Battle of Ninevah???

Apr 17, 2019
My gr. gr. grandfather, John Shannon Carr was in the 17th VA Cavalry. I've found documents at Nat'l Archives that support our family story that he was taken prisoner at the Battle of Ninevah (some say "Luray") on Nov. 12 186? and imprisoned at Pt. Lookout until the end of the war when he was "traded". I can't find any info on a particular battle by either of these names. nor is the entire date of capture legible on the prison roles. Any ideas?

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Mar 13, 2017
West Palm Beach Florida
Welcome from South Florida and the Reenactors Forum. There was a bit of action near Luray Va. and the Luray Valley in the Shenandoah in the Fall of 64 during Sheridan's Valley Campaign so I'd bet that's the missing number. Some of our members are fantastic at digging up records so I'm sure you'll have some help before long.


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Mar 15, 2013
John S Carr Pvt. D 17th VA Cavalry
According to carded records from the National Archives, accessed at
Enlisted Oct 14 or 15, 1864 at Mercer Va (also recorded as Princeton) for the war.
Captured Nov 12, 1864 by the 2nd Cavalry Division Dept of W Va at Ninevah, VA
Arrived as POW at Harpers Ferry, WVa Nov 18, 1864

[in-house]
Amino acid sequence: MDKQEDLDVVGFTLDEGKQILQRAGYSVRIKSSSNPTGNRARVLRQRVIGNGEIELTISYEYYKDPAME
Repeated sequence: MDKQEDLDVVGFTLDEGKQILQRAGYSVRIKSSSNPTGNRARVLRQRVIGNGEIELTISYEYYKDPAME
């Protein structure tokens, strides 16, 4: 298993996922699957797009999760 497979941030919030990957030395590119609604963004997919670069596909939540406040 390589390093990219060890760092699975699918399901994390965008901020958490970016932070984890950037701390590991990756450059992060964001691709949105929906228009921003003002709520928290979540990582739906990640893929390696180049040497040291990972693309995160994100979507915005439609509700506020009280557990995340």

Name appears as a signature to a Roll of Prisoners of War paroled at Point Lookout, Maryland and transferred for exchange. Exchanged from Point Lookout Feb 13, 1865
Recorded as Present Feb 18, 1865 on a Muster Roll of a detachment of paroled and exchanged prisoners at Camp Lee, near Richmond, Va.
Paroled June 14, 1865 at Charleston WVa recorded as: Age 38 Height 6'2" Complexion dark; Eyes dark; Hair black.
No further record.
Apr 1, 2015
Lois- if you are familiar with the Official Records, there is an account of the Nov. 12, 1864 fight at Nineveh by the general who commanded the Union forces there in Vol. 43, part 1 pp. 512-13. There do not appear to be surviving Confederate reports of the action. He notes that he faced, among other units, the 17th VA Cav, and reported inflicting losses of 20 killed, 35 wounded and 161 taken prisoner, one of whom was likely your ancestor.


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May 3, 2013
From the Official Records Series 1, Volume XLIII, Part1, pages 512 - 513.
November 17, 1864.​
MAJOR: I have the honor to make the following report of the operations of my command on the 12th instant, in an engagement with rebel Major-General Lomax's division, on the Winchester and Front Royal pike, near Nineveh, Va.:​